Technical skill is important, but if you wish to be an artist there are other important elements to consider. Here are just three of them.

Virtuosity

The artist has to have mastery of the techniques and skills with which he/she creates art. Like all great artists and indeed sportsmen, musicians and actors as well, true virtuosity makes the mastery of technical skills look deceptively easy. It is usually based on lots of hard work. Other elements here might include:

  • There has to be an intention to produce something – art is not produced by accident, chimps, elephants or cows don’t produce it. The ability to produce more than an accidental one-off is crucial.
  • There has to be a desire to illustrate in its widest sense – to have the ability to produce in two dimensions what we ‘see’ in three, or in the case of a sculptor; three in three.
  • The ability to exhibit a skill – for example, drawing to a level we would see as being above the ordinary
  • Art is self rewarding activity – the artist should enjoy what he is doing even though it can at times, be very frustrating.
Leonardo da Vinci drawing
Vincent van Gogh - Starry Night
Pablo Picasso - Bull's Head

Innovation

Since the Renaissance Western Society has encouraged, praised and valued innovation. To be the first in any endeavour almost certainly ensures a place in history. This is one reason why famous artists likes Picasso are seen as giants of art. They innovate whereas others merely develop or extend the innovation of others. Innovation by definition challenges accepted rules, conventions and ideas. To be a true innovator requires great courage and determination. Ways in which innovation could be achieved might include the following:

  • An ability to unite dissimilar things – e.g. Picasso’s sculpture of a Bull’s head made from the saddle and handle bars of a bicycle
  • A fascination with change and variety – artists constantly try to offer new insights on the world, or change and challenge accepted ways of doing, seeing or accessing things
  • An ability to create illusions – M S Escher manipulated space in his graphic drawings to make us believe that water could indeed flow upwards as well as down.
  • Challenging the familiar with elements of surprise – Rene Magritte was a master of surprise. His painting The Call of the Summit 1942 is a good example.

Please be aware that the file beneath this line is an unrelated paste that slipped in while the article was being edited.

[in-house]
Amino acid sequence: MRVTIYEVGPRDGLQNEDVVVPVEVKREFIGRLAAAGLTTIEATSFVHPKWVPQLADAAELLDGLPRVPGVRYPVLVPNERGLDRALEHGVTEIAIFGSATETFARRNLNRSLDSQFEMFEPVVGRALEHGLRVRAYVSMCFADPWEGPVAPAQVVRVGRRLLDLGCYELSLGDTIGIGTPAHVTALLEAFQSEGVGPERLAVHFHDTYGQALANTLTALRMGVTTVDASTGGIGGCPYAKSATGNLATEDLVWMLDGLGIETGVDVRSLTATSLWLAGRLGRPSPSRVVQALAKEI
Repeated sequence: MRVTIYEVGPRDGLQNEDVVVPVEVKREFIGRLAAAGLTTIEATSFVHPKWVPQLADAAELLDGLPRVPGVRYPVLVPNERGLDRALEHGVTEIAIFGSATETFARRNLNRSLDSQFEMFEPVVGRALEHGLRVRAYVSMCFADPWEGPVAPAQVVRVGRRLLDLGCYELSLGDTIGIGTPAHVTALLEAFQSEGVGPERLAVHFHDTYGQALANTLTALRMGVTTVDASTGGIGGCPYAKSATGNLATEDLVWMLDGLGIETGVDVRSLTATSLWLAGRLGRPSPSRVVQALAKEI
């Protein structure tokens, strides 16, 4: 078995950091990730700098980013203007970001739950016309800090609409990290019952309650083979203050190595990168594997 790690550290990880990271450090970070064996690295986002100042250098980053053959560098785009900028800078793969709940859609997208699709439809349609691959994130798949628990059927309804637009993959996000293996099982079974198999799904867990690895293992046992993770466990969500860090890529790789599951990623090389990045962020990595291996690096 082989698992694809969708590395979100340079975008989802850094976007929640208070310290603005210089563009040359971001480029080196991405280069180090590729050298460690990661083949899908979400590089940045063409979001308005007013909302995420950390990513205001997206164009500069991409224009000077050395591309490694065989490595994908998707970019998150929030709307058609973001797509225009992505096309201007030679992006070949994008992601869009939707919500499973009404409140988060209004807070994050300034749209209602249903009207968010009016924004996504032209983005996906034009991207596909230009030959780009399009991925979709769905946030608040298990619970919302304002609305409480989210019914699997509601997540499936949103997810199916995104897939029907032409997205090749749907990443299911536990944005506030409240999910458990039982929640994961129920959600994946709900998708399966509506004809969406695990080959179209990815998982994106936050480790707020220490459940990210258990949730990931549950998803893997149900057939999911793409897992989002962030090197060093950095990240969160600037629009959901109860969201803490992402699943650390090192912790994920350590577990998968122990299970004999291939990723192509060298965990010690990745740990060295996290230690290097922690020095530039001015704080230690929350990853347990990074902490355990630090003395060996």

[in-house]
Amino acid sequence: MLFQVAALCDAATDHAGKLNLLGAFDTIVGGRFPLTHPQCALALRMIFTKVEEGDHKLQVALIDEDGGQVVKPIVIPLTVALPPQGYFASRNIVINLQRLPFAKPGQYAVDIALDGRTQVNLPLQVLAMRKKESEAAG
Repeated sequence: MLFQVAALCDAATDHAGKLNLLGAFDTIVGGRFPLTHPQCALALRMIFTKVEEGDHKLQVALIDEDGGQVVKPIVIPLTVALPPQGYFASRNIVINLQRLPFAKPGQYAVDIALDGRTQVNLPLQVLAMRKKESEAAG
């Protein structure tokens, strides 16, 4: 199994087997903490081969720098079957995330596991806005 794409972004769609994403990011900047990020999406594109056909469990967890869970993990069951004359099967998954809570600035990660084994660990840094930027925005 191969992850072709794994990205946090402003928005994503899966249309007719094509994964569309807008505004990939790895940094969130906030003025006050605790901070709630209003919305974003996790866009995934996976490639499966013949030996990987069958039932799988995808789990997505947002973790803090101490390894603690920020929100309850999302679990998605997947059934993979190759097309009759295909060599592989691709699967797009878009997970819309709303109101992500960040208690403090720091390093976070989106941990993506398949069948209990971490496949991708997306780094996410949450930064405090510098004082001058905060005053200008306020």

• Imposing order on disorder – the classical landscape gardener Capability Brown brought order on the chaos of nature
  • The ability to manipulate our perception of reality – the paintings by Salvador Dali or art works by Damien Hirst can influence the way we perceive the world.

Artistic Vision

Artists who have total belief in and complete commitment to, the works they are producing, have the potential to produce great works of art. Their total belief in their idea is one of the elements that give credence to their work. Artistic vision is also to do with the ability to see, exploit or give meaning to the chaos and absurdity thrown up by nature and humanity. Other ways in which artistic vision might manifest itself are:

  • A attempt to make sense of life – the artistic interpretation of life’s great or insignificant moments, e.g., Edvard Munch’s painting, Death in the Sickroom. A painting that deals with grief – the death of his sister.
  • The creation of fantasy – Richard Dadd created a mystical world based on Shakespeare’s play, A Mid Summer Nights Dream in his painting, The Fairy Feller’s Master Stroke
  • The glorification of self or others – e.g. Jacques Louis David’s painting of The Crowning of Napoleon’ . This captures the moment Napoleon crowned himself Emperor of France.
  • A wish to shock or surprise – Damien Hirst uses shock tactics to make us consider our attitudes towards the use of animals for food. His work explores the idea that if we can use an animal for food, why can’t we use it for art?

Hopefully, this gives some insights into what it is to be an artist and why they create what they do.